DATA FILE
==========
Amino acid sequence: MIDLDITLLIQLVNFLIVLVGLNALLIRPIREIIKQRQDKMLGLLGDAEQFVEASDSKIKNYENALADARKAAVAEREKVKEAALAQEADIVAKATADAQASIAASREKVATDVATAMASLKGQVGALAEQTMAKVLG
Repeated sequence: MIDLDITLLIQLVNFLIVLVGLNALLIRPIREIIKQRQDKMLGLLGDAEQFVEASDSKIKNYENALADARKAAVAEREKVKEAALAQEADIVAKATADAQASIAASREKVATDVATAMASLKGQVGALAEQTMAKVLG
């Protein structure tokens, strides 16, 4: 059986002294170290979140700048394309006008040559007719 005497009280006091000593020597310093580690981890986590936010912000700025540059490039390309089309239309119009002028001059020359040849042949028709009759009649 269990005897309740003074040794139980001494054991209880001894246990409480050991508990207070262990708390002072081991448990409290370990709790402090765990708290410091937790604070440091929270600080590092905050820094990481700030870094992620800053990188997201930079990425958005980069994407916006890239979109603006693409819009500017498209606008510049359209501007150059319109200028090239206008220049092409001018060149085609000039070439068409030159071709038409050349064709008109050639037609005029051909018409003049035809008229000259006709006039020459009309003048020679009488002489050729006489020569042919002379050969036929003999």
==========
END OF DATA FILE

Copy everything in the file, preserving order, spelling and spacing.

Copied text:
Amino acid sequence: MIDLDITLLIQLVNFLIVLVGLNALLIRPIREIIKQRQDKMLGLLGDAEQFVEASDSKIKNYENALADARKAAVAEREKVKEAALAQEADIVAKATADAQASIAASREKVATDVATAMASLKGQVGALAEQTMAKVLG
Repeated sequence: MIDLDITLLIQLVNFLIVLVGLNALLIRPIREIIKQRQDKMLGLLGDAEQFVEASDSKIKNYENALADARKAAVAEREKVKEAALAQEADIVAKATADAQASIAASREKVATDVATAMASLKGQVGALAEQTMAKVLG
């Protein structure tokens, strides 16, 4: 059986002294170290979140700048394309006008040559007719 005497009280006091000593020597310093580690981890986590936010912000700025540059490039390309089309239309119009002028001059020359040849042949028709009759009649 269990005897309740003074040794139980001494054991209880001894246990409480050991508990207070262990708390002072081991448990409290370990709790402090765990708290410091937790604070440091929270600080590092905050820094990481700030870094992620800053990188997201930079990425958005980069994407916006890239979109603006693409819009500017498209606008510049359209501007150059319109200028090239206008220049092409001018060149085609000039070439068409030159071709038409050349064709008109050639037609005029051909018409003049035809008229000259006709006039020459009309003048020679009488002489050729006489020569042919002379050969036929003999």